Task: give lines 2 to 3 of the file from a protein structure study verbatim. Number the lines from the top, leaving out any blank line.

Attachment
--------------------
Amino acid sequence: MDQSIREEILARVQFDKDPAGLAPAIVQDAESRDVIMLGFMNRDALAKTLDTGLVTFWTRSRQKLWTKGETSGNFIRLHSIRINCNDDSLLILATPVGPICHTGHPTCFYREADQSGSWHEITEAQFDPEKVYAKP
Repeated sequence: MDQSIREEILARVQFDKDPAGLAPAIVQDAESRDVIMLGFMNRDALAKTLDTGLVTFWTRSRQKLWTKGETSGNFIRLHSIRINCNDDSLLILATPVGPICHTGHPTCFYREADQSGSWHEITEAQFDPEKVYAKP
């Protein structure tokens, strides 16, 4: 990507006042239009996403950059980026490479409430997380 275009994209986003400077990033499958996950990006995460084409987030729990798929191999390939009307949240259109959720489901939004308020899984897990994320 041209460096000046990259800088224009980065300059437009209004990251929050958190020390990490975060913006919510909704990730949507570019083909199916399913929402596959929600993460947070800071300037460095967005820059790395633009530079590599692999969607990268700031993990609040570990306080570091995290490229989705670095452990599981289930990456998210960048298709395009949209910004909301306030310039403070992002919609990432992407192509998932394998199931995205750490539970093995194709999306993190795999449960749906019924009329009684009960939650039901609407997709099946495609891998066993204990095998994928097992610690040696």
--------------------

Repeated sequence: MDQSIREEILARVQFDKDPAGLAPAIVQDAESRDVIMLGFMNRDALAKTLDTGLVTFWTRSRQKLWTKGETSGNFIRLHSIRINCNDDSLLILATPVGPICHTGHPTCFYREADQSGSWHEITEAQFDPEKVYAKP
């Protein structure tokens, strides 16, 4: 990507006042239009996403950059980026490479409430997380 275009994209986003400077990033499958996950990006995460084409987030729990798929191999390939009307949240259109959720489901939004308020899984897990994320 041209460096000046990259800088224009980065300059437009209004990251929050958190020390990490975060913006919510909704990730949507570019083909199916399913929402596959929600993460947070800071300037460095967005820059790395633009530079590599692999969607990268700031993990609040570990306080570091995290490229989705670095452990599981289930990456998210960048298709395009949209910004909301306030310039403070992002919609990432992407192509998932394998199931995205750490539970093995194709999306993190795999449960749906019924009329009684009960939650039901609407997709099946495609891998066993204990095998994928097992610690040696």